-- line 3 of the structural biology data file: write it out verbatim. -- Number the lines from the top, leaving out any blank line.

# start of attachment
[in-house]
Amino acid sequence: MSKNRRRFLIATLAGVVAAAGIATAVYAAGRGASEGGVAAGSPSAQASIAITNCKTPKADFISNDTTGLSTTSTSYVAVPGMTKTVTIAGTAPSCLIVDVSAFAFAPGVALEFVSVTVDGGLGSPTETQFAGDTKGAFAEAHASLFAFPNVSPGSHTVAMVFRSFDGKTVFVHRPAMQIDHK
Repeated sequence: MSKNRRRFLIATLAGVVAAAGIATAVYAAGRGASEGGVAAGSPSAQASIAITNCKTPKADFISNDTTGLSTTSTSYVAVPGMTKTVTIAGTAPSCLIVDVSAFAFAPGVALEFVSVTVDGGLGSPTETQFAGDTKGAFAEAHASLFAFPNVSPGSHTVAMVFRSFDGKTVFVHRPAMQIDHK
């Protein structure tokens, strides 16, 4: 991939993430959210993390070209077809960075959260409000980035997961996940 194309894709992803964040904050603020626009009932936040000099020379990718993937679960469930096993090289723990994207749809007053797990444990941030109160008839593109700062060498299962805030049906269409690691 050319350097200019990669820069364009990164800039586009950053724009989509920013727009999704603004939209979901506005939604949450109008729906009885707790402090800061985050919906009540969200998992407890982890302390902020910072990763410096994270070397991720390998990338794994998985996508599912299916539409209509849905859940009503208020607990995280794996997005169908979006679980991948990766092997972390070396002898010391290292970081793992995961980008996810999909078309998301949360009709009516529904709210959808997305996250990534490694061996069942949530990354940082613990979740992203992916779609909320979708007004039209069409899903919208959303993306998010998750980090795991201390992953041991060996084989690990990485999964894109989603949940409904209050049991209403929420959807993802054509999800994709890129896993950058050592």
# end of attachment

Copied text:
Repeated sequence: MSKNRRRFLIATLAGVVAAAGIATAVYAAGRGASEGGVAAGSPSAQASIAITNCKTPKADFISNDTTGLSTTSTSYVAVPGMTKTVTIAGTAPSCLIVDVSAFAFAPGVALEFVSVTVDGGLGSPTETQFAGDTKGAFAEAHASLFAFPNVSPGSHTVAMVFRSFDGKTVFVHRPAMQIDHK